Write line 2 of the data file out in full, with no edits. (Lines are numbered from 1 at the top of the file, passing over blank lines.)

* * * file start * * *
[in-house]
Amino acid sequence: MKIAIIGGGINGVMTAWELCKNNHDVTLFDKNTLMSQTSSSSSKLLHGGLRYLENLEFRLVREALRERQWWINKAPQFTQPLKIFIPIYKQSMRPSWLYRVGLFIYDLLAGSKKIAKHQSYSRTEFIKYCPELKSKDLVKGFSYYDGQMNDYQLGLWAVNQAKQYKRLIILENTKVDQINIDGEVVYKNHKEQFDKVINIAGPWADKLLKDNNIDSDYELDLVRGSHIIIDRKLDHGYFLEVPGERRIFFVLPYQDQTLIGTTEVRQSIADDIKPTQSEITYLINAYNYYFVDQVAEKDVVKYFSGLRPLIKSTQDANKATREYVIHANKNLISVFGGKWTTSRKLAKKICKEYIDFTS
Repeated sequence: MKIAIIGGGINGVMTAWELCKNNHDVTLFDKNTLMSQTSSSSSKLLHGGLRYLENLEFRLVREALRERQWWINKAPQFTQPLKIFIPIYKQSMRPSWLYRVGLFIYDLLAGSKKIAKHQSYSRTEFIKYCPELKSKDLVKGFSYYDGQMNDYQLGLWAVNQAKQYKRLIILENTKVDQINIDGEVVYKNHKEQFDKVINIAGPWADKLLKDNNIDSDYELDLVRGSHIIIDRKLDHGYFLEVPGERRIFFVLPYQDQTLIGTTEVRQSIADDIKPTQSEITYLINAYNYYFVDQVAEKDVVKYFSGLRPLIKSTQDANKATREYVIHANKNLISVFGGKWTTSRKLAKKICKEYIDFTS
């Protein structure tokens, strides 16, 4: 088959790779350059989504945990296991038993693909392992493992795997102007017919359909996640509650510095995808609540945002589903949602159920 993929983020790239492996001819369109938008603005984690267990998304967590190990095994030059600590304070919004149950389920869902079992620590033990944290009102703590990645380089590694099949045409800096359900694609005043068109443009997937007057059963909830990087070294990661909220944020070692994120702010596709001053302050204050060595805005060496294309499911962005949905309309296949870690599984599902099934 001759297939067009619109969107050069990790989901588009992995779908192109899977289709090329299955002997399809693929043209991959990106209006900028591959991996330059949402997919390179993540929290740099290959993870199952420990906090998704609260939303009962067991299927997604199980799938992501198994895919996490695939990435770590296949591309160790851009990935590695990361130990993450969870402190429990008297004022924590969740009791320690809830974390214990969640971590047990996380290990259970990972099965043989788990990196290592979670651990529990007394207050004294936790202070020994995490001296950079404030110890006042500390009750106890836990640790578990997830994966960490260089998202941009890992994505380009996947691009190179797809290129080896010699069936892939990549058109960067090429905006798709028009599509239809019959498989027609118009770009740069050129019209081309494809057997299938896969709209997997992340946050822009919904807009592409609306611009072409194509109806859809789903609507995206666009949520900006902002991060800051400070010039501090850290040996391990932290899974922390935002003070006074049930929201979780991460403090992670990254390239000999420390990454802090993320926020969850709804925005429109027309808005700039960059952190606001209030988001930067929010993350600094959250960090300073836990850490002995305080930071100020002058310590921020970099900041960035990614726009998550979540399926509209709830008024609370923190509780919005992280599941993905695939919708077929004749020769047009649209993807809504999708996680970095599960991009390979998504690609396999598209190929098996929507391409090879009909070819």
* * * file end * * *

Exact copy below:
Amino acid sequence: MKIAIIGGGINGVMTAWELCKNNHDVTLFDKNTLMSQTSSSSSKLLHGGLRYLENLEFRLVREALRERQWWINKAPQFTQPLKIFIPIYKQSMRPSWLYRVGLFIYDLLAGSKKIAKHQSYSRTEFIKYCPELKSKDLVKGFSYYDGQMNDYQLGLWAVNQAKQYKRLIILENTKVDQINIDGEVVYKNHKEQFDKVINIAGPWADKLLKDNNIDSDYELDLVRGSHIIIDRKLDHGYFLEVPGERRIFFVLPYQDQTLIGTTEVRQSIADDIKPTQSEITYLINAYNYYFVDQVAEKDVVKYFSGLRPLIKSTQDANKATREYVIHANKNLISVFGGKWTTSRKLAKKICKEYIDFTS